Speculation regarding Kenwyne Jones is still floating around, while others may see that players like Bruno Manga and Craig Noone are not in the starting line up currently and be tempted to test our resolve with a bid for one of them. There was a time when if “insiders” at the club were saying no one was leaving when there was still a couple of days before the window closed you’d believe them, I’m not certain the same applies now.
So, it’s just a case of wait and see for City fans and with Russell Slade talking of there still being a possible signing coming in, generally thought to be a forward, for whom we will have to pay a fee, the nagging doubt that any such deal will be paid for by the sale of one of our better players has to linger.
Anyway, it didn’t need any departures to bring about our fourth new arrival of the summer last week when Gabriel Tamas signed on a free transfer. On the down side, apart from some experience as a holding midfield player, Tamas does not play in either of the two areas (central midfield or striker) that I believe we have least strength in depth in and he also has something of a colourful past (Tamas is the man locked out in this clip!).
No, Tamas is yet another centre back, but, besides that defensive midfield experience, he can play as a full back on either side of the pitch and he does know the Championship well having playing in it for West Brom, Doncaster and Watford – besides which, the thirty one year old has won sixty five international caps for Romania.
So, at a push, Tamas could be the player to strengthen the area we were weakest in last season (central midfield), but I’m not going to hold my breath on that one. However, going back to yesterday’s match, could it be claimed that we have already made the “new signing” who is transforming us in that area?
Given that he only started one league match last season, Kagisho Dikgacoi feels like a new signing and, as he gets fitter, as evidenced by the fact he has played the full ninety minutes in our last two league matches, he is becoming an increasingly important performer as one of three players (Ralls and Whittingham being the others) who are prepared to come deep and pick up the ball from the back four.
Last year it seemed only Whitts was doing this, but it’s as if opponents cannot force our back four to knock it long as much, because of the flexibility that having three doing it gives us. Either way, since Dikgacoi came into the team we see less of those periods where the ball is played between defenders and deep midfield player until it ends with one of the former booting it aimlessly up the pitch.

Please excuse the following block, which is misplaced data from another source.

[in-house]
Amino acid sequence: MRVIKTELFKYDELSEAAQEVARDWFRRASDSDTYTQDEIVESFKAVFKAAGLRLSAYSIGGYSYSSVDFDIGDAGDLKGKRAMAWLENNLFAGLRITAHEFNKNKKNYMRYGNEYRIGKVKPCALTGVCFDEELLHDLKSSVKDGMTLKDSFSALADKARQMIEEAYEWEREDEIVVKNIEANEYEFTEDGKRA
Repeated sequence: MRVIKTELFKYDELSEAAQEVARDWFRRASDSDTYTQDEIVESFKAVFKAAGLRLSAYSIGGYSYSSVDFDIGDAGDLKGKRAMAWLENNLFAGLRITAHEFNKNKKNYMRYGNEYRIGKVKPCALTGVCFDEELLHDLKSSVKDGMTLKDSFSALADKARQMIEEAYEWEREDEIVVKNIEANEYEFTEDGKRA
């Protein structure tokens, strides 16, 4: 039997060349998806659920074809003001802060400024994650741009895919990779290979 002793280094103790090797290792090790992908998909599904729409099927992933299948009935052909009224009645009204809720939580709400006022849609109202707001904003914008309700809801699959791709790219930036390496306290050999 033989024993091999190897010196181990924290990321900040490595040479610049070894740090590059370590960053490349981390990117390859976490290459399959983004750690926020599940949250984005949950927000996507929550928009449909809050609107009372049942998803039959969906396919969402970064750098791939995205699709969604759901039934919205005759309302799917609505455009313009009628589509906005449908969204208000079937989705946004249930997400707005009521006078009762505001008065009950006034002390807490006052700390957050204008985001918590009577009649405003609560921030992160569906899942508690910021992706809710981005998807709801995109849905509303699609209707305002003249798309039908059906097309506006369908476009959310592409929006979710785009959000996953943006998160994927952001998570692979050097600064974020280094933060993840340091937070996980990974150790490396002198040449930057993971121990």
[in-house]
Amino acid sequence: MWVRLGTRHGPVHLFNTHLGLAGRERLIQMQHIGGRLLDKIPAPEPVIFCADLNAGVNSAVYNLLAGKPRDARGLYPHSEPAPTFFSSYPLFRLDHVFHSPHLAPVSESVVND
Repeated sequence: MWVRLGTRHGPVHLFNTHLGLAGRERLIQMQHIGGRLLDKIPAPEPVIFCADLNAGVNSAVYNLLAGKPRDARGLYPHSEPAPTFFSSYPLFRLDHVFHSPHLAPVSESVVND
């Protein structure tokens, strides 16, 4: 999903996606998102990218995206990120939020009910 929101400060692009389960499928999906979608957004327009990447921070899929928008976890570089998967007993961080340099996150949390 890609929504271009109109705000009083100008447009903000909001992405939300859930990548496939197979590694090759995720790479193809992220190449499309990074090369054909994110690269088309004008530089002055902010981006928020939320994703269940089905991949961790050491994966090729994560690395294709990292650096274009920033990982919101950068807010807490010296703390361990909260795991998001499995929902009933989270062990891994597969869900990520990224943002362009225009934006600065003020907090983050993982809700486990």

Not only that, just like an African midfield player from that 10/11 season I mentioned earlier, Seyi Olofinjana, Dikgacoi is a big unit who opponents seem to find it hard to play around or by – we certainly look more secure in that central area in front of the defence.
Dikgacoi’s return to fitness may well be one of many small reasons which go some way to explaining City’s half season of promotion challenging form, but is there one overriding one?
There are those who will notice that our improvement coincides almost exactly with the appointment of Paul Trollope as head coach. In many, but not all, cases where Trollope is credited with being responsible for our improvement, it comes with the inference that Russell Slade has had nothing to do with it – is this fair?
Well, it does need to be said that the timing of the upturn is a pretty strong indicator that it is and I’d also add that, in my opinion, Trollope has been the main driving force behind the move away from the hoofball we all had to suffer either side of Christmas, but I still believe it’s unfair to say Slade has played no part in the improvement.
I accept that there is an argument which says that the training was not of a very high quality before Trollope arrived and, as far as any supporter can be sure about something like this, I tend to agree with it. However, if it is true, then someone will have to have decided that it wasn’t good enough and resolved to do something about it – to me, Russell Slade is the obvious candidate to be that person.
So, at the very, very least, Slade saw things weren’t working and played a leading part in bringing in the person who has began to make it work – I’ve my issues with our manager and certainly wouldn’t put him in the top five I’ve seen at the club, but, by the same token, I just don’t get the continuing clamour to sack him when we’ve now had half a season of top six quality results.